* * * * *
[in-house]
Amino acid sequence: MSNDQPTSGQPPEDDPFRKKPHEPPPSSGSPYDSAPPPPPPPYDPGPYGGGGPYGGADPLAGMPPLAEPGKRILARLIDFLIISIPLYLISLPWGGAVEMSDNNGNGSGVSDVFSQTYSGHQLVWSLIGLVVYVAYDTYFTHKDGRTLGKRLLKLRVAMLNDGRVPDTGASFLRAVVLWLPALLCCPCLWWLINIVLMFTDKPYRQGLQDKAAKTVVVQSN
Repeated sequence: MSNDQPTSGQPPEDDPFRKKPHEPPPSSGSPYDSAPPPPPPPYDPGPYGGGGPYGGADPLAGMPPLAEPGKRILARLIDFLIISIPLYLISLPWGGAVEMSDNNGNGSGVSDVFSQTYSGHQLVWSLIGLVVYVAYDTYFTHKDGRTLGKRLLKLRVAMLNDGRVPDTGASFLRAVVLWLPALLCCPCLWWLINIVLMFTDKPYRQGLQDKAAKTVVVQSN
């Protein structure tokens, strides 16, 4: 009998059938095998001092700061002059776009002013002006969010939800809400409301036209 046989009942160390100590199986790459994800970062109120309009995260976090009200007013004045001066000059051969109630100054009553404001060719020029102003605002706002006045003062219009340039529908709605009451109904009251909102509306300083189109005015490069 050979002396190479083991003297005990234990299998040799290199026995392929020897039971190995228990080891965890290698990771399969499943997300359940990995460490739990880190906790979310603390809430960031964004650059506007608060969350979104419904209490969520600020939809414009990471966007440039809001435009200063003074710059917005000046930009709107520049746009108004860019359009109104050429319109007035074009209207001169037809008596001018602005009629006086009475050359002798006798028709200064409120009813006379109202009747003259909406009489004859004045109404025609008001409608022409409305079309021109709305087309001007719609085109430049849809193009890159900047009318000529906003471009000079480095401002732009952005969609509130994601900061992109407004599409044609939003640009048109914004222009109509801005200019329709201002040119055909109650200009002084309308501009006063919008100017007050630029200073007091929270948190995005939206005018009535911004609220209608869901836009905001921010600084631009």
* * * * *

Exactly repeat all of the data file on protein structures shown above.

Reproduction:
[in-house]
Amino acid sequence: MSNDQPTSGQPPEDDPFRKKPHEPPPSSGSPYDSAPPPPPPPYDPGPYGGGGPYGGADPLAGMPPLAEPGKRILARLIDFLIISIPLYLISLPWGGAVEMSDNNGNGSGVSDVFSQTYSGHQLVWSLIGLVVYVAYDTYFTHKDGRTLGKRLLKLRVAMLNDGRVPDTGASFLRAVVLWLPALLCCPCLWWLINIVLMFTDKPYRQGLQDKAAKTVVVQSN
Repeated sequence: MSNDQPTSGQPPEDDPFRKKPHEPPPSSGSPYDSAPPPPPPPYDPGPYGGGGPYGGADPLAGMPPLAEPGKRILARLIDFLIISIPLYLISLPWGGAVEMSDNNGNGSGVSDVFSQTYSGHQLVWSLIGLVVYVAYDTYFTHKDGRTLGKRLLKLRVAMLNDGRVPDTGASFLRAVVLWLPALLCCPCLWWLINIVLMFTDKPYRQGLQDKAAKTVVVQSN
């Protein structure tokens, strides 16, 4: 009998059938095998001092700061002059776009002013002006969010939800809400409301036209 046989009942160390100590199986790459994800970062109120309009995260976090009200007013004045001066000059051969109630100054009553404001060719020029102003605002706002006045003062219009340039529908709605009451109904009251909102509306300083189109005015490069 050979002396190479083991003297005990234990299998040799290199026995392929020897039971190995228990080891965890290698990771399969499943997300359940990995460490739990880190906790979310603390809430960031964004650059506007608060969350979104419904209490969520600020939809414009990471966007440039809001435009200063003074710059917005000046930009709107520049746009108004860019359009109104050429319109007035074009209207001169037809008596001018602005009629006086009475050359002798006798028709200064409120009813006379109202009747003259909406009489004859004045109404025609008001409608022409409305079309021109709305087309001007719609085109430049849809193009890159900047009318000529906003471009000079480095401002732009952005969609509130994601900061992109407004599409044609939003640009048109914004222009109509801005200019329709201002040119055909109650200009002084309308501009006063919008100017007050630029200073007091929270948190995005939206005018009535911004609220209608869901836009905001921010600084631009």